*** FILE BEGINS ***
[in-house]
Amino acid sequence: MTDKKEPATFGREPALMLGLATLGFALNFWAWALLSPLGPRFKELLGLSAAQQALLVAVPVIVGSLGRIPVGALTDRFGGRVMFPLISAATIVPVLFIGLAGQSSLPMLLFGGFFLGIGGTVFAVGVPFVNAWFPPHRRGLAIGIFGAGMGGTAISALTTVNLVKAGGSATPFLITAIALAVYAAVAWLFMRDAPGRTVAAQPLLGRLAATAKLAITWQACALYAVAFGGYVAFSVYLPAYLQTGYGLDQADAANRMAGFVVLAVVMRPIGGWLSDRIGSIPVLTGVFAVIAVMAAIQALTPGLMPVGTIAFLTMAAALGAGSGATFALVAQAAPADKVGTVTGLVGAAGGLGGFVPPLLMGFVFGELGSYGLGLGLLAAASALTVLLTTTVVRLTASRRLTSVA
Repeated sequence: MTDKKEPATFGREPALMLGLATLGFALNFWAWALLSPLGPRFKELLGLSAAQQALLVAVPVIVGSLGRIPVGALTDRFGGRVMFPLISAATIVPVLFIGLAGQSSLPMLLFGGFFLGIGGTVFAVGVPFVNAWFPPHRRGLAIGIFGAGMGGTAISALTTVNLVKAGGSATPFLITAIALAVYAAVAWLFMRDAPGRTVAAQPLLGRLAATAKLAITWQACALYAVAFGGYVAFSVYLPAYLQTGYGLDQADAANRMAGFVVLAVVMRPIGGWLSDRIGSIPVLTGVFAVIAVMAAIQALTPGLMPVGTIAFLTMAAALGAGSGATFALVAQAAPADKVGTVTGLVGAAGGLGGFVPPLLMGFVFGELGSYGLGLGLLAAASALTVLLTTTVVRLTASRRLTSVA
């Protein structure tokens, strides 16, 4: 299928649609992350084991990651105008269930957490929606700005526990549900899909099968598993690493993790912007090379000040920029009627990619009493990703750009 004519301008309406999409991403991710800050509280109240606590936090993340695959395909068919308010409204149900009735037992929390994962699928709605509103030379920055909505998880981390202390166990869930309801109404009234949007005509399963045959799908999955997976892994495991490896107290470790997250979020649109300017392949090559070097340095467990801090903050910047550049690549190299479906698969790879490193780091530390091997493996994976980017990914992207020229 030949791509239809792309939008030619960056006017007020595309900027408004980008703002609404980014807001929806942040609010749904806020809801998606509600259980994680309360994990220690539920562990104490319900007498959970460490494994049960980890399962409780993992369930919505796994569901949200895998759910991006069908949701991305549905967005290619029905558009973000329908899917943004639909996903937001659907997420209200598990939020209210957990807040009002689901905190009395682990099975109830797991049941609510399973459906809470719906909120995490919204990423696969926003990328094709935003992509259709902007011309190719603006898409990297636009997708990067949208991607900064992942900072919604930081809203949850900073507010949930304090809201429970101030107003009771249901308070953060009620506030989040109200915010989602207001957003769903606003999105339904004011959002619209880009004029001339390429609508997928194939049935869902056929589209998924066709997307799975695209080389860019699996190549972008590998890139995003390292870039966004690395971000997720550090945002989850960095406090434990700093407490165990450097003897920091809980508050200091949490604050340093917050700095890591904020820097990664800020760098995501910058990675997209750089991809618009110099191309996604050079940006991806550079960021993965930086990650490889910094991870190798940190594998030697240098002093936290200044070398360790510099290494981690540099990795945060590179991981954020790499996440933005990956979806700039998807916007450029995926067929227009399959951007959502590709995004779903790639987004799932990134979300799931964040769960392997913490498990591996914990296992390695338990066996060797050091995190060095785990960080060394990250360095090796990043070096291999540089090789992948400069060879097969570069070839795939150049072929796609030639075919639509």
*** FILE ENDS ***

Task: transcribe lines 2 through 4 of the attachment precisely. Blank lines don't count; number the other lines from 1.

Amino acid sequence: MTDKKEPATFGREPALMLGLATLGFALNFWAWALLSPLGPRFKELLGLSAAQQALLVAVPVIVGSLGRIPVGALTDRFGGRVMFPLISAATIVPVLFIGLAGQSSLPMLLFGGFFLGIGGTVFAVGVPFVNAWFPPHRRGLAIGIFGAGMGGTAISALTTVNLVKAGGSATPFLITAIALAVYAAVAWLFMRDAPGRTVAAQPLLGRLAATAKLAITWQACALYAVAFGGYVAFSVYLPAYLQTGYGLDQADAANRMAGFVVLAVVMRPIGGWLSDRIGSIPVLTGVFAVIAVMAAIQALTPGLMPVGTIAFLTMAAALGAGSGATFALVAQAAPADKVGTVTGLVGAAGGLGGFVPPLLMGFVFGELGSYGLGLGLLAAASALTVLLTTTVVRLTASRRLTSVA
Repeated sequence: MTDKKEPATFGREPALMLGLATLGFALNFWAWALLSPLGPRFKELLGLSAAQQALLVAVPVIVGSLGRIPVGALTDRFGGRVMFPLISAATIVPVLFIGLAGQSSLPMLLFGGFFLGIGGTVFAVGVPFVNAWFPPHRRGLAIGIFGAGMGGTAISALTTVNLVKAGGSATPFLITAIALAVYAAVAWLFMRDAPGRTVAAQPLLGRLAATAKLAITWQACALYAVAFGGYVAFSVYLPAYLQTGYGLDQADAANRMAGFVVLAVVMRPIGGWLSDRIGSIPVLTGVFAVIAVMAAIQALTPGLMPVGTIAFLTMAAALGAGSGATFALVAQAAPADKVGTVTGLVGAAGGLGGFVPPLLMGFVFGELGSYGLGLGLLAAASALTVLLTTTVVRLTASRRLTSVA
């Protein structure tokens, strides 16, 4: 299928649609992350084991990651105008269930957490929606700005526990549900899909099968598993690493993790912007090379000040920029009627990619009493990703750009 004519301008309406999409991403991710800050509280109240606590936090993340695959395909068919308010409204149900009735037992929390994962699928709605509103030379920055909505998880981390202390166990869930309801109404009234949007005509399963045959799908999955997976892994495991490896107290470790997250979020649109300017392949090559070097340095467990801090903050910047550049690549190299479906698969790879490193780091530390091997493996994976980017990914992207020229 030949791509239809792309939008030619960056006017007020595309900027408004980008703002609404980014807001929806942040609010749904806020809801998606509600259980994680309360994990220690539920562990104490319900007498959970460490494994049960980890399962409780993992369930919505796994569901949200895998759910991006069908949701991305549905967005290619029905558009973000329908899917943004639909996903937001659907997420209200598990939020209210957990807040009002689901905190009395682990099975109830797991049941609510399973459906809470719906909120995490919204990423696969926003990328094709935003992509259709902007011309190719603006898409990297636009997708990067949208991607900064992942900072919604930081809203949850900073507010949930304090809201429970101030107003009771249901308070953060009620506030989040109200915010989602207001957003769903606003999105339904004011959002619209880009004029001339390429609508997928194939049935869902056929589209998924066709997307799975695209080389860019699996190549972008590998890139995003390292870039966004690395971000997720550090945002989850960095406090434990700093407490165990450097003897920091809980508050200091949490604050340093917050700095890591904020820097990664800020760098995501910058990675997209750089991809618009110099191309996604050079940006991806550079960021993965930086990650490889910094991870190798940190594998030697240098002093936290200044070398360790510099290494981690540099990795945060590179991981954020790499996440933005990956979806700039998807916007450029995926067929227009399959951007959502590709995004779903790639987004799932990134979300799931964040769960392997913490498990591996914990296992390695338990066996060797050091995190060095785990960080060394990250360095090796990043070096291999540089090789992948400069060879097969570069070839795939150049072929796609030639075919639509």